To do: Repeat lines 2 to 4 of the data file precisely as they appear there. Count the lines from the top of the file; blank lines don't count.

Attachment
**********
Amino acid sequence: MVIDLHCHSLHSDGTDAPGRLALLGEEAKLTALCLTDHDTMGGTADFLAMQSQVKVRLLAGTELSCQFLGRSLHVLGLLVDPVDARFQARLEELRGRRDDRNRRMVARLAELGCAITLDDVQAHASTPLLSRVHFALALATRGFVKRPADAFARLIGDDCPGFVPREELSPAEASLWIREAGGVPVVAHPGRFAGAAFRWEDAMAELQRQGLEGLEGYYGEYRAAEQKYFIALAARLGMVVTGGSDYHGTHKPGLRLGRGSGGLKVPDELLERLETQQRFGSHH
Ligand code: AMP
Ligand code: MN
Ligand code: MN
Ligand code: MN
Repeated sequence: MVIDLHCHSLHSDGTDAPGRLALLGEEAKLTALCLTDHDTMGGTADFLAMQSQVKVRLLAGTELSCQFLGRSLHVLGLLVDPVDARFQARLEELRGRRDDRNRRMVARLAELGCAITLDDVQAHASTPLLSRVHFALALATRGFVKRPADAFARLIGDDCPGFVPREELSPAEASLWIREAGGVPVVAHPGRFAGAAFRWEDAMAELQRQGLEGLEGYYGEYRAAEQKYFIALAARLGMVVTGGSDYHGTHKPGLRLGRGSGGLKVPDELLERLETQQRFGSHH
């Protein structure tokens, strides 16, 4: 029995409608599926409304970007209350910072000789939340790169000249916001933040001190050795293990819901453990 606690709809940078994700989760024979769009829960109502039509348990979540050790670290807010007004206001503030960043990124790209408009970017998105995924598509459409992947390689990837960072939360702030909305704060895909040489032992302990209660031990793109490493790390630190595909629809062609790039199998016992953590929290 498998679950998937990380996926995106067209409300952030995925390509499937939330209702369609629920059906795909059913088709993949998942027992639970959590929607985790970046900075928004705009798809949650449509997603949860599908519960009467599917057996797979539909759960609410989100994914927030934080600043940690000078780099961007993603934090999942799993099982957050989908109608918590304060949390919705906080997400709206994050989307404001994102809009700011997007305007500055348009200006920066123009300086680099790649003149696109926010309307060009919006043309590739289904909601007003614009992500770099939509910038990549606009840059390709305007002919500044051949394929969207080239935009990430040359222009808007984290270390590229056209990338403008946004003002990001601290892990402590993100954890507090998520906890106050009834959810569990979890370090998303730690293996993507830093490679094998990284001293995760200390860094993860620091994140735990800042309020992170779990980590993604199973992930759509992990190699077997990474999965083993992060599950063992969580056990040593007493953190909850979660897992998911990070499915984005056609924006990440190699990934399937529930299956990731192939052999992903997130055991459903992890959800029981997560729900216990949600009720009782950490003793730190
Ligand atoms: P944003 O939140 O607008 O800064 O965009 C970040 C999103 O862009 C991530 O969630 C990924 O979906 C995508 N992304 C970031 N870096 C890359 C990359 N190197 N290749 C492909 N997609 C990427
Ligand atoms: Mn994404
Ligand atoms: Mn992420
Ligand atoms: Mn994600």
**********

Ligand code: AMP
Ligand code: MN
Ligand code: MN